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What is Your eCommerce Returns Policy?

10 October 2013 by Andrew Cargill


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When you’re behind the wheel of an eCommerce website, returns are an inevitable, if exasperating, fact of life. You can process and post a product to an expectant customer but sometimes it won’t fit their expectations and they’ll want to return it.

And in the UK, online buyers are well-protected. The Government’s rules state that:

Online, mail and telephone order customers have the right to cancel for a limited time even if the goods are not faulty. You must offer a refund to customers who buy through distance selling if they cancel goods within 7 calendar days of receiving them.

You must then refund the customer within 30 days. They don’t have to provide a reason for cancelling.

Create your own returns policy

Nevertheless, it’s very important to tailor a returns policy that reflects your brand. After all, if potential customers see your brand as one that’s only willing to do the bare minimum for its customers then you won’t look good.

Here are some really effective ways to create a returns policy that suits your customers and helps your brand to maintain a great reputation:

  •     Use plain English – no one likes jargon at the best of times. Legal returns jargon is even worse. So when your customer wants a simple answer to their question, give it to them.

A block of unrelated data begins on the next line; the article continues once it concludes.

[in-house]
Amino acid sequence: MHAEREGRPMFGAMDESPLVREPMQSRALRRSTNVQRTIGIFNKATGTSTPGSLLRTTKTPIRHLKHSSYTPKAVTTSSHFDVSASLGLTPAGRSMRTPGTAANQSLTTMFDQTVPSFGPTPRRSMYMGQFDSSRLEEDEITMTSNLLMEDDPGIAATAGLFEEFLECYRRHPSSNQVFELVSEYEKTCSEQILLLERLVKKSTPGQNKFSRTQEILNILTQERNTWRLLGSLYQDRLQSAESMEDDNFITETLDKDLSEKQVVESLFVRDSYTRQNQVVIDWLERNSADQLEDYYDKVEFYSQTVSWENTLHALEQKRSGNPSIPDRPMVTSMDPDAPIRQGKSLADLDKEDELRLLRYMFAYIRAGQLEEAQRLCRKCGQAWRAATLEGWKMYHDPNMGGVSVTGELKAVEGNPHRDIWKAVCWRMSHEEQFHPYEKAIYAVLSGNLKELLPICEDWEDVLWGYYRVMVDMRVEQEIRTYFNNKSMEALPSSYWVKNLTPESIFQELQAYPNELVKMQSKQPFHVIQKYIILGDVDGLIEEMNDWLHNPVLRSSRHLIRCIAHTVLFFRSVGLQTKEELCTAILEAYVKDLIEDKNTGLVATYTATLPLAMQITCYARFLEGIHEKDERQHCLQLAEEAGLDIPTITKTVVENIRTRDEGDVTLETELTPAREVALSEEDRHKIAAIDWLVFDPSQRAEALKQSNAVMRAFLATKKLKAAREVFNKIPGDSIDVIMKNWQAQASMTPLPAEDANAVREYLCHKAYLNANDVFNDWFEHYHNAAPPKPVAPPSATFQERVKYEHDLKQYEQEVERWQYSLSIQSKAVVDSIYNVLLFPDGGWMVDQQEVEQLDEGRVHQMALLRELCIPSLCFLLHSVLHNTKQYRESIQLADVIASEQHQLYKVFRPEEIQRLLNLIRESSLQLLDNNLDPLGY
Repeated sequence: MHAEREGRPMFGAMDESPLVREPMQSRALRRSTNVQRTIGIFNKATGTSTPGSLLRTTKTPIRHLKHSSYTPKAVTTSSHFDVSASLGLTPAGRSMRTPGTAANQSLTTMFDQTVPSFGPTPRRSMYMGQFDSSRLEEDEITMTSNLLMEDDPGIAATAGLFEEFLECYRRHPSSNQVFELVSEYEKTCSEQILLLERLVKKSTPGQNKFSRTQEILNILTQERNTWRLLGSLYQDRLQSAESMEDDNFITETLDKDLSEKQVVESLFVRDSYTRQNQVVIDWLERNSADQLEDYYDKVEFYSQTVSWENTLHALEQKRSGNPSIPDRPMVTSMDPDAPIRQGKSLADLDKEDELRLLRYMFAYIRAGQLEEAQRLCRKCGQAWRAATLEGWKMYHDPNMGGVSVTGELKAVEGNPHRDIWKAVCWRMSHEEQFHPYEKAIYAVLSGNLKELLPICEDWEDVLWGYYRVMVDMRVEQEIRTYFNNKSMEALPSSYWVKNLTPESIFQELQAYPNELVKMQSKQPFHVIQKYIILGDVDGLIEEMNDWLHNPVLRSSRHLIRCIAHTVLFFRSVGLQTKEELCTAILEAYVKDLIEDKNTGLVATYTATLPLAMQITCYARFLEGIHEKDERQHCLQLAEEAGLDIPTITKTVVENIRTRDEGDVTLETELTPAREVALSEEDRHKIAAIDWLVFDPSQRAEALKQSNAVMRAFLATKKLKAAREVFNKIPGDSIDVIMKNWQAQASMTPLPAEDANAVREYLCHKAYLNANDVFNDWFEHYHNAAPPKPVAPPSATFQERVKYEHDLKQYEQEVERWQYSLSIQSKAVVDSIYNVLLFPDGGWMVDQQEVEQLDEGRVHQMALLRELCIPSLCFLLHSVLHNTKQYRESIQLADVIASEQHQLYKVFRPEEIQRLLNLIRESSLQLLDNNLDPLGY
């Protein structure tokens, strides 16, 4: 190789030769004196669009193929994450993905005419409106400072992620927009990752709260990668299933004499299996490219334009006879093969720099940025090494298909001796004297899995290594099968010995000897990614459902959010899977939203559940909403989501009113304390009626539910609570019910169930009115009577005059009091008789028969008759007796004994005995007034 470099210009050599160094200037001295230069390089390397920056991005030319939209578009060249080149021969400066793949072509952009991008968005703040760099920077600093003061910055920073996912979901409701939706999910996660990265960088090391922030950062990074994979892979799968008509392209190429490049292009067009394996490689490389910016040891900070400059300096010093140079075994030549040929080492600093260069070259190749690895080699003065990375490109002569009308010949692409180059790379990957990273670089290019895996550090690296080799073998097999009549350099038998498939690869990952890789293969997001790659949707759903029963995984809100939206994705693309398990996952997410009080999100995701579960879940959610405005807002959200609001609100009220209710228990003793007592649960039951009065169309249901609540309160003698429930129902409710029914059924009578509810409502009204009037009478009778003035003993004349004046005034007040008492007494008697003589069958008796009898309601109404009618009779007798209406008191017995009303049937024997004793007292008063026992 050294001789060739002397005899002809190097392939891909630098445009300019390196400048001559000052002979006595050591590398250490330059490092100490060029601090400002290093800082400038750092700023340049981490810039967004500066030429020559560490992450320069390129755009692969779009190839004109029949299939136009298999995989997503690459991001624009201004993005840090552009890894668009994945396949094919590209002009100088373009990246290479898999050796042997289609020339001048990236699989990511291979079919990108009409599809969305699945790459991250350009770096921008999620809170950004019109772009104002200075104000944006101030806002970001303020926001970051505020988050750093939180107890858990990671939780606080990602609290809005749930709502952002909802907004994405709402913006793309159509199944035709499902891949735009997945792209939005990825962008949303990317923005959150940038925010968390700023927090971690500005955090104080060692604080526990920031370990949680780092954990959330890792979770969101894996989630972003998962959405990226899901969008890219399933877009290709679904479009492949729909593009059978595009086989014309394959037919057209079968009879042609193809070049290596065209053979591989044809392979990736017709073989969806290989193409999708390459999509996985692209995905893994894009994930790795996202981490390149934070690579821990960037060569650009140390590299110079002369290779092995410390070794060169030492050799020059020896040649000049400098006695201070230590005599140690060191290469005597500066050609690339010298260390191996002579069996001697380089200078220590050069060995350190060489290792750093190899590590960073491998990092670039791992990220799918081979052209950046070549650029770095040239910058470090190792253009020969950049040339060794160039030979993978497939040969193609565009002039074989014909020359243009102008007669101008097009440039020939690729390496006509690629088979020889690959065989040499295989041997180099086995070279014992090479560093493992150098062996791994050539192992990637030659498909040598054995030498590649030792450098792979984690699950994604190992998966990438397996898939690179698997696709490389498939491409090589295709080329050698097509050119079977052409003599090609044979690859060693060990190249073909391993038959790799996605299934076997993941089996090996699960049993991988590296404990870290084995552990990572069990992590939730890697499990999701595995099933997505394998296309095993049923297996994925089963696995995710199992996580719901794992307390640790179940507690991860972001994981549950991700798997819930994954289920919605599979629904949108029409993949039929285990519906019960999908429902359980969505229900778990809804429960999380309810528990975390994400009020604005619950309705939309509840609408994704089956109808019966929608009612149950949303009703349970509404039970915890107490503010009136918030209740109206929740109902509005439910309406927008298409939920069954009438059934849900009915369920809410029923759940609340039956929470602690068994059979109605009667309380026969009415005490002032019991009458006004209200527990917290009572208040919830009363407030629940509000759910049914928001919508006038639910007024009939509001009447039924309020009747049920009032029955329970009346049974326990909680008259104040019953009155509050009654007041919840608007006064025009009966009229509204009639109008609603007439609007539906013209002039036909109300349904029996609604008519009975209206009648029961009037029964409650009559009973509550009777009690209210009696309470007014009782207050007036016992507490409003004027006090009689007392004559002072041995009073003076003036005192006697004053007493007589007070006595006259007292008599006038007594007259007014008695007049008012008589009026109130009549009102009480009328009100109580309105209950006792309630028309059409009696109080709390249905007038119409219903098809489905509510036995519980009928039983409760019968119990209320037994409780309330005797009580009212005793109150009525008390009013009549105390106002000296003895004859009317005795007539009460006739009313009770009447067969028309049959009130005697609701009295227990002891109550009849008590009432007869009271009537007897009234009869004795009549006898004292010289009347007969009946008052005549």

•     No hidden costs – likewise, don’t confuse or bemuse the customer with nasty extra charges if they want to return goods. Keep everything out in the open.
  •     Make it easy to find – if you’ve ever spent hours searching for returns policies on websites before, you’ll know it can be a thankless task. So make your returns page easy to find on the footer of the page.
  •     Longer time frames – distance selling regulations protect the customer for up to 7 days before they can return a product they don’t want. But why not, as a testament to your confidence in your products, offer a longer time frame? Maybe give them 30, 60 or 90 days to fully make up their mind.
  •     Offer them options – customers like it when the ball is in their court. Talk to them and offer them a choice between an exchange, cash or in-store credit.
  •     Employ experts – having a customer service team that really know their stuff can make all the difference. Make sure that your team know what they’re talking about and are fully up-to-date with your company’s procedures and products.
  •     Guide customers through the product – there are often times when a customer will mistakenly believe a product to be faulty. Stand by what you’re selling and try to help them to get a product working without having to go through the hassle of handling returns.
  •     Get your descriptions right – a sizeable chunk of returns occur because the product isn’t what the customer thought it would be. By writing individual, accurate product descriptions and uploading detailed photography you’ll be able to greatly reduce the amount of returns coming into your warehouse.
How do you deal with returns on your eCommerce website? Have you introduced measures to prevent them happening? Join in the conversation on our Twitter page or by leaving a reply below.

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